Thus it is that countless MG Car Club members in the far corners of the world will, on a visit to England, direct their steps, as a first priority, towards Rose Cottage, Nest Wirral, the Lowry home. There they will meet Meg, his wife almost as much a part of the MG Car Club scene as Russ himself - and be absorbed – that is the word - into the Lowry ambience. They will discover that the man they have known as the writer of "these letters" is even more real in three dimensions, and that Meg, with her knowledge and viva is the fourth.

This is the foundation on which the International MG Car Club has been built. The great majority of our members have not been able to meet the Lowrys - the more is the pity. But perhaps from what I have said they may now be able the better to appreciate that they are members of a unique organisation which, while finding its common ground in the ownership of or interest in a fine car, has developed through the sympathetic understanding and single-mindedness of Russell Lowry.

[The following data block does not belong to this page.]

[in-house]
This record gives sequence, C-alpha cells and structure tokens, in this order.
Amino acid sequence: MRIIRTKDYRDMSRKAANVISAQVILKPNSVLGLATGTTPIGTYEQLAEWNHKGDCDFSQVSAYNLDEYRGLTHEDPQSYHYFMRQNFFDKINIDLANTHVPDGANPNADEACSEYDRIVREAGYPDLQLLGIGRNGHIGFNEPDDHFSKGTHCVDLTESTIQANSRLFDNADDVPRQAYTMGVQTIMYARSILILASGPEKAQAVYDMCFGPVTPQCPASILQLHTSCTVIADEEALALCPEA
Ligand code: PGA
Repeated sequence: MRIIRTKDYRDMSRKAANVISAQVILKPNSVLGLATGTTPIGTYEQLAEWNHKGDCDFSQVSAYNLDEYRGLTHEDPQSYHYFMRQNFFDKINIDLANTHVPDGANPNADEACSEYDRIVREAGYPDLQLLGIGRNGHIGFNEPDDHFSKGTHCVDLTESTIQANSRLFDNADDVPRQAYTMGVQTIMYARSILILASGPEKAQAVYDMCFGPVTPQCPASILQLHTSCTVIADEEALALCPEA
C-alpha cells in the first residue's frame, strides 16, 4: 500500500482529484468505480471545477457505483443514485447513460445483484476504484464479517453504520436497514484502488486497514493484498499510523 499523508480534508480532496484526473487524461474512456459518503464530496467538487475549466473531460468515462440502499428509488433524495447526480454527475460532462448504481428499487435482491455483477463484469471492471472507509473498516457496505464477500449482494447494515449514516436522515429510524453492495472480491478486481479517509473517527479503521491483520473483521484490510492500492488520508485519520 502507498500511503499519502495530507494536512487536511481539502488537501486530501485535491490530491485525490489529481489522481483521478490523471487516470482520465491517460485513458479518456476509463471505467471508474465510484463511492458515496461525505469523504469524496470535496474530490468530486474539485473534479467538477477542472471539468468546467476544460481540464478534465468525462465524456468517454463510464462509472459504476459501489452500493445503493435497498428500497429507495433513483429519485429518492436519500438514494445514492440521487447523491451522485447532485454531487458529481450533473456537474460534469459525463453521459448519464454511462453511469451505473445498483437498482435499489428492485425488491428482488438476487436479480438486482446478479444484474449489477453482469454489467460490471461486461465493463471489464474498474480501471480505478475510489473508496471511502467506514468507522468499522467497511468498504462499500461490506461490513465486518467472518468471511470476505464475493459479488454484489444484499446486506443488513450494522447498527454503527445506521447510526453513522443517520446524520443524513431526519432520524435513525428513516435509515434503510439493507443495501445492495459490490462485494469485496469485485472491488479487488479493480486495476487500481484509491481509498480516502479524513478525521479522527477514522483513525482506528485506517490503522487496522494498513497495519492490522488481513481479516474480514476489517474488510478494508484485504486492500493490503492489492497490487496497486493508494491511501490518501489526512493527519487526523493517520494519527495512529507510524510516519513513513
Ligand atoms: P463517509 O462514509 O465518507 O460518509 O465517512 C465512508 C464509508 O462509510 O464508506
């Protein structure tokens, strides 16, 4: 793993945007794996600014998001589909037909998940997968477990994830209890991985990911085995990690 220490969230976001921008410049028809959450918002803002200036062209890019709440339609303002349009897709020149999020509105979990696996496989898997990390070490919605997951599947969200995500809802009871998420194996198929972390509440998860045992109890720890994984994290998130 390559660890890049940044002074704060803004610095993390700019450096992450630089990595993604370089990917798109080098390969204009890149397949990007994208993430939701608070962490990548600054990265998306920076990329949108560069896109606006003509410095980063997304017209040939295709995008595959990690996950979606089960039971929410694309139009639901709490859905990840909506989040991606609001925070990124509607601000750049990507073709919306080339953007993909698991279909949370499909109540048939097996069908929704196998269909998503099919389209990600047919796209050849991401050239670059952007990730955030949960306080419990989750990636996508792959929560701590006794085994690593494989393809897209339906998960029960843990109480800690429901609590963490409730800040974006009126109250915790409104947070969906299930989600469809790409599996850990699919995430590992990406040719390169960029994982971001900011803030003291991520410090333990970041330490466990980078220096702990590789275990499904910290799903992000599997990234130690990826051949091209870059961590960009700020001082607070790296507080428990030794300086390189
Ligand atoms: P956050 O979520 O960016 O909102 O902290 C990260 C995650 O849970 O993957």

NAMGAR would like to thank Andy Knott, Editor, Safety Fast! for his kind permission to reproduce these articles.

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Last updated on July 19, 2016.